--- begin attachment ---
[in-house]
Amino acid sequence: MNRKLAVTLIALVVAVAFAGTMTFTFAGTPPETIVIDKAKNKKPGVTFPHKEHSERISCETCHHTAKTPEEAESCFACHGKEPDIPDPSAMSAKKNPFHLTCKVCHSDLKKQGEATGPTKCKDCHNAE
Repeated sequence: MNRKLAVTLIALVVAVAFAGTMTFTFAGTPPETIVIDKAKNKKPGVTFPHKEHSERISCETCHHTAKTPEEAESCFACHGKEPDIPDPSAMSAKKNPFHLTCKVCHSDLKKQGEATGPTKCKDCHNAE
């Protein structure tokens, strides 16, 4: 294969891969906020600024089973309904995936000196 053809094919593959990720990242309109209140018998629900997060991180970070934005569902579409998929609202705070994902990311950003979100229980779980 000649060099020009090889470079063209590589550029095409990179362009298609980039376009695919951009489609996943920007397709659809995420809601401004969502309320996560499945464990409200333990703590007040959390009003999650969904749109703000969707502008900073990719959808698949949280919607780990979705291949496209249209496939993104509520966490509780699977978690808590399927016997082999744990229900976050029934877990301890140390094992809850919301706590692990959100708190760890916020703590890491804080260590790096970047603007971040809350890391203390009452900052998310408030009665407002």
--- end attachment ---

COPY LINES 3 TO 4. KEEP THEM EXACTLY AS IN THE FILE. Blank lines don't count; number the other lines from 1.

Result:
Repeated sequence: MNRKLAVTLIALVVAVAFAGTMTFTFAGTPPETIVIDKAKNKKPGVTFPHKEHSERISCETCHHTAKTPEEAESCFACHGKEPDIPDPSAMSAKKNPFHLTCKVCHSDLKKQGEATGPTKCKDCHNAE
């Protein structure tokens, strides 16, 4: 294969891969906020600024089973309904995936000196 053809094919593959990720990242309109209140018998629900997060991180970070934005569902579409998929609202705070994902990311950003979100229980779980 000649060099020009090889470079063209590589550029095409990179362009298609980039376009695919951009489609996943920007397709659809995420809601401004969502309320996560499945464990409200333990703590007040959390009003999650969904749109703000969707502008900073990719959808698949949280919607780990979705291949496209249209496939993104509520966490509780699977978690808590399927016997082999744990229900976050029934877990301890140390094992809850919301706590692990959100708190760890916020703590890491804080260590790096970047603007971040809350890391203390009452900052998310408030009665407002």